Pam > Pam's Quotes

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  • #1
    Meg Cabot
    “The fact is, I love him. He's the boy I want and one day he'll be MINE.”
    Meg Cabot, Princess in Training

  • #2
    “For the truth is that I already know as much about my fate as I need to know. The day will come when I will die. So the only matter of consequence before me is what I will do with my allotted time. I can remain on shore, paralyzed with fear, or I can raise my sails and dip and soar in the breeze.”
    Richard Bode, First You Have to Row a Little Boat: Reflections on Life & Living

  • #3
    “A statue stands in a shaded place
    An angel girl with an upturned face
    A name is written on a polished rock
    A broken heart that the world forgot”
    Martina Mcbride

  • #4
    Jodi Picoult
    “Sometimes when you pick up your child you can feel the map of your own bones beneath your hands, or smell the scent of your skin in the nape of his neck. This is the most extraordinary thing about motherhood - finding a piece of yourself separate and apart that all the same you could not live without.”
    Jodi Picoult, Perfect Match

  • #5
    “New mothers enter the world of parenting feeling much like Alice in Wonderland.
    - Being a mother is one of the most rewarding jobs on earth and also one of the most challenging.
    - Motherhood is a process. Learn to love the process.
    - There is a tremendous amount of learning that takes place in the first year of your baby’s life; the baby learns a lot, too.
    - It is sometimes difficult to reconcile the fantasy of what you thuoght motherhood would be like, and what you thought you would be like as a mother, with reality.
    - Take care of yourself. If Mommy isn’t happy, no one else in the family is happy either.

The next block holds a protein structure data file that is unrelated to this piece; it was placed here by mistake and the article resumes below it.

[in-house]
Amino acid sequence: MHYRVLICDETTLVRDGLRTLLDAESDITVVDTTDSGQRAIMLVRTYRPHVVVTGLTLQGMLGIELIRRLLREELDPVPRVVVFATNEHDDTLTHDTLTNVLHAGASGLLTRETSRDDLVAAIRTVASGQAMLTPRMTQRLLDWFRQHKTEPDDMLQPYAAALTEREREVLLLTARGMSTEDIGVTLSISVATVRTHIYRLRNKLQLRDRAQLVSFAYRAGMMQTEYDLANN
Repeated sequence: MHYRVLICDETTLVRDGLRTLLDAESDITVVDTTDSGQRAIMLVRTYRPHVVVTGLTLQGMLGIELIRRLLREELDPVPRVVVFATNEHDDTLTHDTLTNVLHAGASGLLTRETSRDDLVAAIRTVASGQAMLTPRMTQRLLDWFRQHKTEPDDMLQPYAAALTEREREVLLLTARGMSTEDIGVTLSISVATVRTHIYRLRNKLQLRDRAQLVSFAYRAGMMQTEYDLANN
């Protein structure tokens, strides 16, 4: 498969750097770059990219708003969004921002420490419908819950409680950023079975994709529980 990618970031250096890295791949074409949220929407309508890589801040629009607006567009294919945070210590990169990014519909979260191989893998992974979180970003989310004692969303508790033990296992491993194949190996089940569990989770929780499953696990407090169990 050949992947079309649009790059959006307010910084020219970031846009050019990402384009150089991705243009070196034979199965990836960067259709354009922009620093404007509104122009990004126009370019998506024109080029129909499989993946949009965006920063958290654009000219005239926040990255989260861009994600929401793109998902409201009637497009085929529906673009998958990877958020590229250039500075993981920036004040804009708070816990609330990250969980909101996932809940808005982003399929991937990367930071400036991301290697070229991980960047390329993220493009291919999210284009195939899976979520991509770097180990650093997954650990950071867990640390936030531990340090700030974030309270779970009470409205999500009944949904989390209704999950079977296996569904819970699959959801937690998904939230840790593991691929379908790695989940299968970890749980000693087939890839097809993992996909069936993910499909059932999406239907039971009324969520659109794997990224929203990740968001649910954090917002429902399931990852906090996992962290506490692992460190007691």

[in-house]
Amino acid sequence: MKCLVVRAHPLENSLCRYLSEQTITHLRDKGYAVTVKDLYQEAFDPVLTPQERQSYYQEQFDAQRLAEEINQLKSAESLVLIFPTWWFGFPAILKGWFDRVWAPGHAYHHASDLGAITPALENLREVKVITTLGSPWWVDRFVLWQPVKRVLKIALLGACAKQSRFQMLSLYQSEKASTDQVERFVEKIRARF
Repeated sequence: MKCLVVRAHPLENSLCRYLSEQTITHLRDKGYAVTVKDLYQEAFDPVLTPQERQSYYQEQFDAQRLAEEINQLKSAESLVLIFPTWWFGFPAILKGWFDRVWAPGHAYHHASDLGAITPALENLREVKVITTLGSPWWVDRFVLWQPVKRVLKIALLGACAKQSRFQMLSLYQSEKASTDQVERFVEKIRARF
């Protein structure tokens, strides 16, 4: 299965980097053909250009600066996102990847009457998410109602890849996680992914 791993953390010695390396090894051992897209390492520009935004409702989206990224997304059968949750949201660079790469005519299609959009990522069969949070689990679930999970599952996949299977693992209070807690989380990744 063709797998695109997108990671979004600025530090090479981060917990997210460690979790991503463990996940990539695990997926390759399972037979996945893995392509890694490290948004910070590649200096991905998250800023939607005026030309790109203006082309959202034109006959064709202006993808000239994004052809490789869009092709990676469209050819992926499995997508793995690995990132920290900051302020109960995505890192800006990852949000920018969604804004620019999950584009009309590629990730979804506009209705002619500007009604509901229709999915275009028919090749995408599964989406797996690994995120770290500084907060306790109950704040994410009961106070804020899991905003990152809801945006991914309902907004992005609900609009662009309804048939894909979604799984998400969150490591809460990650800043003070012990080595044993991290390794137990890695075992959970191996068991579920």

- New mother generally need to lower their expectations.
    - A good mother learns to love her child as he is and adjusts her mothering to suit her child.”
    Debra Gilbert Rosenberg

  • #6
    Barbara Kingsolver
    “A first child is your own best foot forward, and how you do cheer those little feet as they strike out. You examine every turn of flesh for precocity, and crow it to the world. But the last one: the baby who trails her scent like a flag of surrender through your life when there will be no more coming after--oh, that' s love by a different name.”
    Barbara Kingsolver, The Poisonwood Bible

  • #7
    Zadie Smith
    “You don't have favourites among your children, but you do have allies. ”
    Zadie Smith, On Beauty

  • #8
    Rebecca Woolf
    “Thus far the mighty mystery of motherhood is this: How is it that doing it all feels like nothing is ever getting done.”
    Rebecca Woolf

  • #9
    “Supermom wasn't a bad job description. The pay was lousy if you were talking about real money. But the payoff was priceless in so many other ways.”
    Roxanne Henke

  • #10
    “I don’t think the world should assume that we are all natural mothers. And it does. I don’t think it’s such a big thing anymore, but the idea that you sacrifice everything for your children—it’s a load of rubbish. It leads to very destructive living and thinking, and it has a much worse effect on children than if you go out and live your own life. You’re meant to adore your children at all times, and you’re not meant to have a bad thought about them. That’s facism, you know, and it’s elevating the child at the expense of the mother. It’s like your life is not valid except in fulfilling this child’s needs. What about all your needs, your desires, your wants, your problems? They’re going to come out anyway, so it’s better they’re acknowledged straight off. Having said that, I really do believe that children have to be protected. They have to be loved. Somewhere between the two, I think, something needs to be sorted out. The relationship between parent and child is so difficult and so complex. There’s every emotion there. We mostly only acknowledge the good ones. If we were allowed to talk about the other ones, maybe it would alleviate them in some way”
    Marina Carr

  • #11
    Betty  Smith
    “It's come at last", she thought, "the time when you can no longer stand between your children and heartache.”
    Betty Smith, A Tree Grows in Brooklyn

  • #12
    Sharon Creech
    “Being a mother is like trying to hold a wolf by the ears,” Gram said. “If you have three or four –or more – chickabiddies, you’re dancing on a hot griddle all the time. You don’t have time to think about anything else. And if you’ve only got one or two, it’s almost harder. You have room left over – empty spaces that you think you’ve got to fill up.”
    Sharon Creech, Walk Two Moons

  • #13
    Anita Diamant
    “I could not get my fill of looking.
    There should be a song for women to sing at this moment or a prayer to recite. But perhaps there is none because there are no words strong enough to name that moment.”
    Anita Diamant, The Red Tent